The award-winning books of this decade were:
Robert A. Heinlein, Starship Troopers
- Walter M. Miller, Jr., A Canticle for Leibowitz
- Stanislaw Lem, Memoirs Found in a Bathtub
James Blish, Cities in Flight Robert A. Heinlein, Stranger in a Strange Land
- Philip K. Dick, The Man in the High Castle
- Clifford D. Simak, Here Gather the Stars (also known as Way Station)
- Fritz Leiber, The Wanderer
- Frank Herbert, Dune
- Roger Zelazny, ...And Call Me Conrad (also known as This Immortal)
- Robert A. Heinlein, The Moon Is a Harsh Mistress
- Daniel Keyes, Flowers for Algernon
- Samuel R. Delany, Babel-17
Roger Zelazny, Lord of Light
- Ursula Le Guin, A Wizard of Earthsea
- Peter S Beagle, The Last Unicorn
- Samuel R. Delany, The Einstein Intersection
John Brunner, Stand on Zanzibar
- Alexei Panshin, Rite of Passage
Strikethroughs indicate books I either skipped or did not finish reading. (Oh, Brunner. Oh, Zelazny. You guys and I just don’t think any of the same things are cool. You just keep on doing your thing. Lots of other people like you. Godspeed.) Also, I’m just going to note, here? There’s only one woman on this list. Come on, SFF fandom of 50 years ago. Get it together, guys. 😛 Spoiler alert: SFF awards were won by women four entire times in the 1970s. And two of those wins were still Ursula LeGuin. So… three women. Three women winners from 1970 to 1979. ONE in the ’60s. I will grumble about this at greater length for my ’70s recap.
Following naturally from how we were all shitting ourselves over rockets in the 1950s, scifi of the 1960s (and it was pretty much exclusively scifi in those days*) began setting its sights a little higher (while continuing to mostly shit itself over rockets). With the US-Soviet space race dominating the decade, and the American moon landing capping it off gloriously in 1969, the world’s eyes were fixed on the heavens.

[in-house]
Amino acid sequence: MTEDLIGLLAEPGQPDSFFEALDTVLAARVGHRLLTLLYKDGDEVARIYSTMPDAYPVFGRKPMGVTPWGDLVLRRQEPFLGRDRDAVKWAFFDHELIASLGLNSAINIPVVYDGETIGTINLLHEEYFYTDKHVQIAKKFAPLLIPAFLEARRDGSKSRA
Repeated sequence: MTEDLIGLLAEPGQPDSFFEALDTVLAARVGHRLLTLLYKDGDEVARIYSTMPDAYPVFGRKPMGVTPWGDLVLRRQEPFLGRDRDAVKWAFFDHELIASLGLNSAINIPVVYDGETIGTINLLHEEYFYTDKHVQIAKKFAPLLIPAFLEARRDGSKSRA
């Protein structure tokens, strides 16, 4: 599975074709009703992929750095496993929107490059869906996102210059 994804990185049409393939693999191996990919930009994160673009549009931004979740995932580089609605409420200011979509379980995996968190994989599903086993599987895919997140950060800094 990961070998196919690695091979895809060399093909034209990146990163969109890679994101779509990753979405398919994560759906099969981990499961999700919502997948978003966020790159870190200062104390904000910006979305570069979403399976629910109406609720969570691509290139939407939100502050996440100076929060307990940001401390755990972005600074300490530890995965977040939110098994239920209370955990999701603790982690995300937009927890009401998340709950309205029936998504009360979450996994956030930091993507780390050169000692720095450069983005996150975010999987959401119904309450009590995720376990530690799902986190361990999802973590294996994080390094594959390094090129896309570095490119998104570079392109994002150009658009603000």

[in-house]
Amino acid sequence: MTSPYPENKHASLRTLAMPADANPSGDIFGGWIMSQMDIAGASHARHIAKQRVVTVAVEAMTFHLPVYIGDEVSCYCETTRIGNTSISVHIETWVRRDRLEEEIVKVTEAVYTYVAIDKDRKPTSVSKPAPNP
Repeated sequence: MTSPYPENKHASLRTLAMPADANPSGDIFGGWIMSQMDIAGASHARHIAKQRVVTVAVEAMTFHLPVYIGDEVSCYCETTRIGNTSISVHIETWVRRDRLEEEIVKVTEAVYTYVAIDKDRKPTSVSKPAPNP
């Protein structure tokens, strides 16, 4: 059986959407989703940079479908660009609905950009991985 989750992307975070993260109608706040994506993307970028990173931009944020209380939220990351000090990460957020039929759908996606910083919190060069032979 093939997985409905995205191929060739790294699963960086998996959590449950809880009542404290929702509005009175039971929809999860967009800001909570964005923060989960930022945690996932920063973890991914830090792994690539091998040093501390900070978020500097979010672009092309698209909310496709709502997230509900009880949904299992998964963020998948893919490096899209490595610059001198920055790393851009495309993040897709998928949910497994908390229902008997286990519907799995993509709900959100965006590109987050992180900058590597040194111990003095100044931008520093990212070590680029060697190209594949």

Science fiction writers have always had the sacred duty of figuring out, “What next?” While the moon landing was so close that America could taste it, the scifi writers were busily planning what we’d do after we got there. To many of these would-be prophets, the next step would be to set up a moon colony (THE MOON IS A HARSH MISTRESS); and after the moon, Mars and the rest of the cosmos was only another skip further on (THE NEMESIS FROM TERRA, RITE OF PASSAGE. DOUBLE STAR, Heinlein’s 1956 Hugo winner, was a good 5-10 years ahead of its time on this front; Isaac Asimov’s Foundation Trilogy… well, like him or not (and many of you know I don’t), you gotta admit that the guy was lightyears ahead of all of us). With humanity making its first foray into space, we were potentially joining a galactic or universal society, and with this step outside came the potential to… meet some of the neighbors, as it were (THE WANDERER, WAY STATION, BABEL-17… Not to mention two of the most popular TV shows in history, DOCTOR WHO and STAR TREK, both of which started airing in this decade).
It was a decade of hopes and dreams and aspirations, when Alpha Centauri seemed almost close enough to touch, when scientific progress in the real world was beginning to accelerate at such a pace that, as cliche as it sounds, anything seemed possible. We, today, who have grown up with technology, who have in the palms of our hands computers thousands of times more powerful than the ones we used to land on the moon — it’s impossible for us today, I feel, to really grok what the zeitgeist of that era was like. We were in limerance with the whole fucking cosmos, we were going to stride out into the galaxy with our arms wide open…
And then in the 70s we started to realize that we’d fucked it all up.
*Although fantasy was just starting to stir up its own following in this decade; the 60s gave us the first Earthsea book by Ursula LeGuin and Peter S Beagle’s game-changing THE LAST UNICORN. Additionally, this interview with JRR Tolkien, published by the Telegraph in 1968, is particularly interesting — they don’t even use the word fantasy to refer to THE LORD OF THE RINGS. They call it a “three volume epic fairy-tale”. The only time the word “fantasy” is used at all in this article is in the sentence, “To Professor Tolkien, a retired Oxford philologist and a man used to dealing evidentially with his material, everything, even in fantasy, must be specific.” And they’re not using that as a genre-descriptive term, but as a synonym for “daydream”. WILD, RIGHT?